Australian Shepherd Dog Breed
Country of Origin: United States
Height: 18–23 inches
Weight: Approximately 40–65 pounds
Coat: Double coat with outer coat of medium texture and length, straight or wavy, weather resistant; undercoat varies with climate; moderate mane and frill
Colors: Black, blue merle, red, red merle; may have white markings
Registries (With Group): AKC (Herding); UKC (Herding)
Origin and History
The Australian Shepherd is not an Australian breed at all but rather was developed in the United States by cattle and sheepherders who lived in the western states. The Pyrenean Shepherd, brought to the United States by the Basques, is one obvious ancestor. Other herding dogs, such as the Smithfield, Collie, and Border Collie, also contributed to the prototype. These hardworking stock dogs were sometimes the only companion for an isolated shepherd. This talented dog was soon adept at not only herding and guarding livestock but also at almost any duty a farm family could ask of him. He is still the breed of choice for many ranchers.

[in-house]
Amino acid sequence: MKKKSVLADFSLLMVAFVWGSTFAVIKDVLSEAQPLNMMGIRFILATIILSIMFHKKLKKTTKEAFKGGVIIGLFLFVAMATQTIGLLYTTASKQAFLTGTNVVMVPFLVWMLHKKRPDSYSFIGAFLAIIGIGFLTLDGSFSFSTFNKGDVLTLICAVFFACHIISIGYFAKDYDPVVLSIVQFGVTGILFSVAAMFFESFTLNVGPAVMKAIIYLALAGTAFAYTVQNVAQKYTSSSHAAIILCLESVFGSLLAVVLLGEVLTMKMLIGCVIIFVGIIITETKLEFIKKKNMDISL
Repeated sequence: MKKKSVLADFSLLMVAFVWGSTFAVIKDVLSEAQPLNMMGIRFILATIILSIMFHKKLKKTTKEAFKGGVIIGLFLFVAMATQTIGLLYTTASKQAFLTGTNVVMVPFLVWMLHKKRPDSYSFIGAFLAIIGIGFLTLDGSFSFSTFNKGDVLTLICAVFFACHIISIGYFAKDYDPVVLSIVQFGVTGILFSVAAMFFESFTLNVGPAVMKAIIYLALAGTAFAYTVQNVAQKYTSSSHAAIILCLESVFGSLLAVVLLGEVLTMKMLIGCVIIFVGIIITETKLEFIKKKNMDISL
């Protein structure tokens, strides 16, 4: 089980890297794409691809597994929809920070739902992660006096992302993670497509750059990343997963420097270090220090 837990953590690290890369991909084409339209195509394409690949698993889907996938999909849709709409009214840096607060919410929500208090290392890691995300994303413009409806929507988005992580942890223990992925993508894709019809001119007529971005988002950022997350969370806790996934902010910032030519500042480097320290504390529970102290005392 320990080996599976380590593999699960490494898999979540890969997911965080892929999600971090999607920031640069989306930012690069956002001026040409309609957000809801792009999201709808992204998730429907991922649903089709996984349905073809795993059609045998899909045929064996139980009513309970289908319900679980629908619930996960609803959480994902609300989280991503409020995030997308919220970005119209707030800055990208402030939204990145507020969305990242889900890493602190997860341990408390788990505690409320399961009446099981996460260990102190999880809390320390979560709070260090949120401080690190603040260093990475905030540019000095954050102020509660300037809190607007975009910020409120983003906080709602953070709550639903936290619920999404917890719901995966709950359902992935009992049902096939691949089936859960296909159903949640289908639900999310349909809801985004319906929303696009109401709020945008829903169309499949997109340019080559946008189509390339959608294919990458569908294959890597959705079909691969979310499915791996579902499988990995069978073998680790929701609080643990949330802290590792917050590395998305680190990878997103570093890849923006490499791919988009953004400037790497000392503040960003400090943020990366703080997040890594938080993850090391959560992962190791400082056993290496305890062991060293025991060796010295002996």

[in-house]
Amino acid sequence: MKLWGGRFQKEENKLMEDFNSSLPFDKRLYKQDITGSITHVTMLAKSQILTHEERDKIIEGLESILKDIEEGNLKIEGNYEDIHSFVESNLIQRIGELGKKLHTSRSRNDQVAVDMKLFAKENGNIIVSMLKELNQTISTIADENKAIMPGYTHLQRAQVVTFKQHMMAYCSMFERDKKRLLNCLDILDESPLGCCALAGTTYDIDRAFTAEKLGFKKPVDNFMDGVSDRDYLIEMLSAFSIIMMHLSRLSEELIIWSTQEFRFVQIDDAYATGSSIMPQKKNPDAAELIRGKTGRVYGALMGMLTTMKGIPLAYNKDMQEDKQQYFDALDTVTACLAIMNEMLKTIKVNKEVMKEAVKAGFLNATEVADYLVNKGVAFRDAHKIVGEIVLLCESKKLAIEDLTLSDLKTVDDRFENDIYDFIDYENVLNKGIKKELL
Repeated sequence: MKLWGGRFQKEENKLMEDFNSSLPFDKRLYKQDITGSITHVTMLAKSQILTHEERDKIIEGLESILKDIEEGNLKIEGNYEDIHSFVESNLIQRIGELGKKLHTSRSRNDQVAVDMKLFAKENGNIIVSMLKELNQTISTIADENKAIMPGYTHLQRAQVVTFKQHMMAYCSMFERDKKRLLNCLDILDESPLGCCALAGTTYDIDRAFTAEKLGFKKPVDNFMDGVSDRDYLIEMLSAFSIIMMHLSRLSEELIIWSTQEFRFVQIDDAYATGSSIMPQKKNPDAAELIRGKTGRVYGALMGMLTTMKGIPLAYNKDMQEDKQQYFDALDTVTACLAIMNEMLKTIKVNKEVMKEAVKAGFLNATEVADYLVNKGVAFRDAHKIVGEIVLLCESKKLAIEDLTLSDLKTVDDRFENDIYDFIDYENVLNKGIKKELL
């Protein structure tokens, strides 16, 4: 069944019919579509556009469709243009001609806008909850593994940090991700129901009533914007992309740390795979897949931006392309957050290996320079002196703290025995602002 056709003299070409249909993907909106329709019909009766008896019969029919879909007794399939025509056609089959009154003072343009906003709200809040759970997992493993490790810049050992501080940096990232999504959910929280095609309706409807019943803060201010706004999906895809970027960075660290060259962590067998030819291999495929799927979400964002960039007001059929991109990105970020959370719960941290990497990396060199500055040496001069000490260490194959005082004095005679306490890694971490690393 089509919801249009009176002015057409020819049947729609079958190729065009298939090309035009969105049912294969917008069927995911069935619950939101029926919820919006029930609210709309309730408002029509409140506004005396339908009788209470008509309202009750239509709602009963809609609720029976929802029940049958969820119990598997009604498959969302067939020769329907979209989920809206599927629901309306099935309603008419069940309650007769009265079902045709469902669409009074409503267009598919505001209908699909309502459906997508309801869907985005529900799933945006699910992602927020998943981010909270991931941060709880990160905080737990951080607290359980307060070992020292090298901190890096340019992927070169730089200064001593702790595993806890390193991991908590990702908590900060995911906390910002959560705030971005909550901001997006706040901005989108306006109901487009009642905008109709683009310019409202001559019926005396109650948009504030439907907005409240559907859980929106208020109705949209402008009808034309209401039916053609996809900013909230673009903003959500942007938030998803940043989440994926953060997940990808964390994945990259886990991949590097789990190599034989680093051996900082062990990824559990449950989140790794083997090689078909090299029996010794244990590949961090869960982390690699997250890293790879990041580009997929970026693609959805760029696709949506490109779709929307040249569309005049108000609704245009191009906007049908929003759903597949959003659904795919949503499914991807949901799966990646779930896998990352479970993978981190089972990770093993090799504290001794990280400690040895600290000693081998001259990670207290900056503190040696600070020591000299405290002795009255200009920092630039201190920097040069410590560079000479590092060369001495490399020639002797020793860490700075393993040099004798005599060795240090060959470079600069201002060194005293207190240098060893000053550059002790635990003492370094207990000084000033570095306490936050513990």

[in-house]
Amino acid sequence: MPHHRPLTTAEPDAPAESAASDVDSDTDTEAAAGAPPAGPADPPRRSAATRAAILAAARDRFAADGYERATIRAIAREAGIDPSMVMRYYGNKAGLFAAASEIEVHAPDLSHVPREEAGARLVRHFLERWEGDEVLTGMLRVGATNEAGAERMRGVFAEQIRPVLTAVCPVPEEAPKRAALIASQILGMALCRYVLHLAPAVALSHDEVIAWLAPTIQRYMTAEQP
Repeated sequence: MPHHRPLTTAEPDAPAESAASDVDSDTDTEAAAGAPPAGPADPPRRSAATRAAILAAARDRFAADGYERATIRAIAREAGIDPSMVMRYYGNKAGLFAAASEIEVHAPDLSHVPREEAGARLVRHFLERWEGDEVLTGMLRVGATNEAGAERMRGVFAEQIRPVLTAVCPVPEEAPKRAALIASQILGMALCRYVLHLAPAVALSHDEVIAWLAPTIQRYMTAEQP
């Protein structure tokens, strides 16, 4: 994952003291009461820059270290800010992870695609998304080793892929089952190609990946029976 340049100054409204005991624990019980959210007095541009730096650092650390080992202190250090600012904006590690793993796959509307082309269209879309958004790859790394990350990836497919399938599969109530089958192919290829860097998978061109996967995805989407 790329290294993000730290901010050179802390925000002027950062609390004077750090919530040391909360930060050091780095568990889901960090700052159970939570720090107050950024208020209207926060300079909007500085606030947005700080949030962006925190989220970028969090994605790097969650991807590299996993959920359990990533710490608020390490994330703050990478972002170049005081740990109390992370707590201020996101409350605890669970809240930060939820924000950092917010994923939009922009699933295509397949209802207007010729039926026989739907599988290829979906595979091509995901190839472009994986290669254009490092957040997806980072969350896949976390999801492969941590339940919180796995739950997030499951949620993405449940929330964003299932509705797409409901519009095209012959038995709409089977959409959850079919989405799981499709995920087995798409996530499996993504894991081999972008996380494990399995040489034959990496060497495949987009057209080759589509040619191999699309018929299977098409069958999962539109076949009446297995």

The Australian Shepherd is smart and friendly—a winning combination of intelligence, ability, and personality. He works with enthusiasm and style, whether it is tending to livestock, running an agility course, participating in competitive obedience, or making someone's day as a therapy dog.
The versatile Australian Shepherd absolutely must have both physical and mental exercise. He needs a meaningful job and a purpose toward which to direct his abundant energy.
The Aussie's double coat needs consistent care to keep shedding under control and to keep him looking his best.
The average life span of the Australian Shepherd is 12 to 15 years.
With a can-do attitude—and aptitude—there is almost nothing an Aussie can't be taught to do, as long as his instruction is positive, inspiring, and purposeful.
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